THE A-league season has been left in disarray after the Football Federation Australia's decision to terminate the license of the Gold Coast United Football Club.
The FFA chairman Frank Lowy said the decision to terminate the license comes after three breaches of the club's agreement in the past few days.
The breaches include deliberate contravention of FFA's policy and procedures, defiance of direction from the association and bringing the game into disrepute.
Mr Lowy said he was disappointed but the association was left with little alternative.
"The material breach on Saturday night was followed by a statement from the club that it intended to continue using the slogan," said Mr Lowy.
"This behaviour came on top of public comments that displayed a total lack of respect for football and the millions of Australians who love the game.
"Such disrespectful behaviour, a flagrant disregard for the rules and a stated intent to continue breaking the rules made for an intolerable situation.
"As custodians of the game, we had to act to protect the integrity of the Hyundai A-League on behalf of the other nine clubs, players, coaches and most importantly, the fans."
My Lowy said the decision came after calls to find an outcome to the ongoing dispute to Gold Coast United owner Clime Palmer went unanswered.
The termination is another chapter in the month-long battle between Mr Lowy and Mr Palmer.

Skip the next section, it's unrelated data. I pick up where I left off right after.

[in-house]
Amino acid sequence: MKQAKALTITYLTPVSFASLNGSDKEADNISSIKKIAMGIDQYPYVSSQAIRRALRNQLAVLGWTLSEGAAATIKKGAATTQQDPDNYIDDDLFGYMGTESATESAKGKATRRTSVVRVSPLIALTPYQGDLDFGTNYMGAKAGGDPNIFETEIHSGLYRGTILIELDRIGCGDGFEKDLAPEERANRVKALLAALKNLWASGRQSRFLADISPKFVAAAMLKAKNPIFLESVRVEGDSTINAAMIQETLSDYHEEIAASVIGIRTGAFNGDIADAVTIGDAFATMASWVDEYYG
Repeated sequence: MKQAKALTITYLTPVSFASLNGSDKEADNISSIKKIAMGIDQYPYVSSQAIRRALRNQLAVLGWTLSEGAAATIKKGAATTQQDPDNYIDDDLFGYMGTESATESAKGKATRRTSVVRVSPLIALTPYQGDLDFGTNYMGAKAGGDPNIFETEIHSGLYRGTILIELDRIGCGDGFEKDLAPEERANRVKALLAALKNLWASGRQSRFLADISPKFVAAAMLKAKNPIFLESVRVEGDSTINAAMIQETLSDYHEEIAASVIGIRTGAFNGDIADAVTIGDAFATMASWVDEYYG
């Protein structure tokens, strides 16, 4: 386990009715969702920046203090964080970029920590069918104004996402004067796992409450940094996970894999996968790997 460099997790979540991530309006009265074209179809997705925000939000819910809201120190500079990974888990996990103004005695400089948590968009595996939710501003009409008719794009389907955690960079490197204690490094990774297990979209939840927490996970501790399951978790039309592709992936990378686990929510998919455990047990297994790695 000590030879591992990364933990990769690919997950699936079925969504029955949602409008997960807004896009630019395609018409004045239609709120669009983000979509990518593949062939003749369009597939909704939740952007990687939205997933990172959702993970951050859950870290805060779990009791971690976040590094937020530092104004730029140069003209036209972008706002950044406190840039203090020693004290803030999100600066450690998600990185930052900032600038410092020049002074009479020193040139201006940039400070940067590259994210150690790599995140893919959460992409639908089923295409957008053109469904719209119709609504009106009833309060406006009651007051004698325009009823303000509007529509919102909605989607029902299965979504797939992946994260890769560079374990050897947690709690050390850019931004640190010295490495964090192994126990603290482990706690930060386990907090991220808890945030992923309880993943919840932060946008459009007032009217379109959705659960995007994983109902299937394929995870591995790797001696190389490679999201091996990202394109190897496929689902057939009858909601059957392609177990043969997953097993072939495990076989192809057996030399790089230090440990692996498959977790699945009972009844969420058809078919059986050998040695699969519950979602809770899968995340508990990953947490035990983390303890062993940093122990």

On Saturday the team ran onto the field with "freedom of speech" logos on their shirts in support of refugees and a statement about a legal battle between Mr Palmer's company and sponsor Hyatt.
For weeks, Mr Palmer has been an outspoken critic of the A-league and the FFA.
FFA chief executive officer Ben Buckley said all practical steps to enable a Gold Coast team to complete the season would be explored, including the association paying players to compete in the last four games of the season.
"If we need extra time to put in place the necessary arrangements then we will consider postponing the match," he said.
Mr Palmer said the government needed to investigate the FFA after he heard about the license termination.
"Gold Coast United has been denied natural justice and we are prepared to go to the highest court in the country to challenge this ludicrous decision," he said.
"We have no intention of deserting our players and supporters."
Mr Palmer said the logos the players wore on their shirts on the weekend was the reason for the termination.
"The message has been used in place of Hyatt branding as we are in a legal dispute with that company and I can't see anything wrong with such a simple but meaningful statement such as the right to freedom of speech," he said.
Mr Palmer said he held Mr Lowy in the highest regard but he had led an incompetent and overpaid FFA administration which had also blown $46 million of taxpayers' money with a failed bid to host the World Cup which attracted just one vote.
"Frank Lowy is an institution in Australian sport but judging by this decision he might be visiting a different kind of institution," he said.
"He has brought the game into disrepute. The sport should not be run by dictators like him."
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